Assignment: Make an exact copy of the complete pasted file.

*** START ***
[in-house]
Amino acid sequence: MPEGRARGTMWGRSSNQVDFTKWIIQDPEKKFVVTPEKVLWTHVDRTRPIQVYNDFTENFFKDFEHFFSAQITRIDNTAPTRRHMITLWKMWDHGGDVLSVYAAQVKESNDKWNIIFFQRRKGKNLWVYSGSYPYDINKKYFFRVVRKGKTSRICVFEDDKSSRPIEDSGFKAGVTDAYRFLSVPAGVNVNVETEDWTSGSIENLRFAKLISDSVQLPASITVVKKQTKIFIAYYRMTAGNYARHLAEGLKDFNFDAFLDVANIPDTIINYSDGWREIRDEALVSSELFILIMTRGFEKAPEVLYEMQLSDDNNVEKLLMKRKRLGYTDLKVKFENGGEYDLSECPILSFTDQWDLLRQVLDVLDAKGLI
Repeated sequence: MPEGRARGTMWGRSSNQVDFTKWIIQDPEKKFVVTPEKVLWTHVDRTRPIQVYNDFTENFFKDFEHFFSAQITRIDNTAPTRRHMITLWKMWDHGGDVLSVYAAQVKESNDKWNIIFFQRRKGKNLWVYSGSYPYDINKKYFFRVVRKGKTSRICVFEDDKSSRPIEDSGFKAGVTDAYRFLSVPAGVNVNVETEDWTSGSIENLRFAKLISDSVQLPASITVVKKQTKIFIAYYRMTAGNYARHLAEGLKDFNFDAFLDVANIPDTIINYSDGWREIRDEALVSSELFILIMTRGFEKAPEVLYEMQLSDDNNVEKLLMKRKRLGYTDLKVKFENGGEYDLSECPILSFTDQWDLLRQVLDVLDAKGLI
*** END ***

[in-house]
Amino acid sequence: MPEGRARGTMWGRSSNQVDFTKWIIQDPEKKFVVTPEKVLWTHVDRTRPIQVYNDFTENFFKDFEHFFSAQITRIDNTAPTRRHMITLWKMWDHGGDVLSVYAAQVKESNDKWNIIFFQRRKGKNLWVYSGSYPYDINKKYFFRVVRKGKTSRICVFEDDKSSRPIEDSGFKAGVTDAYRFLSVPAGVNVNVETEDWTSGSIENLRFAKLISDSVQLPASITVVKKQTKIFIAYYRMTAGNYARHLAEGLKDFNFDAFLDVANIPDTIINYSDGWREIRDEALVSSELFILIMTRGFEKAPEVLYEMQLSDDNNVEKLLMKRKRLGYTDLKVKFENGGEYDLSECPILSFTDQWDLLRQVLDVLDAKGLI
Repeated sequence: MPEGRARGTMWGRSSNQVDFTKWIIQDPEKKFVVTPEKVLWTHVDRTRPIQVYNDFTENFFKDFEHFFSAQITRIDNTAPTRRHMITLWKMWDHGGDVLSVYAAQVKESNDKWNIIFFQRRKGKNLWVYSGSYPYDINKKYFFRVVRKGKTSRICVFEDDKSSRPIEDSGFKAGVTDAYRFLSVPAGVNVNVETEDWTSGSIENLRFAKLISDSVQLPASITVVKKQTKIFIAYYRMTAGNYARHLAEGLKDFNFDAFLDVANIPDTIINYSDGWREIRDEALVSSELFILIMTRGFEKAPEVLYEMQLSDDNNVEKLLMKRKRLGYTDLKVKFENGGEYDLSECPILSFTDQWDLLRQVLDVLDAKGLI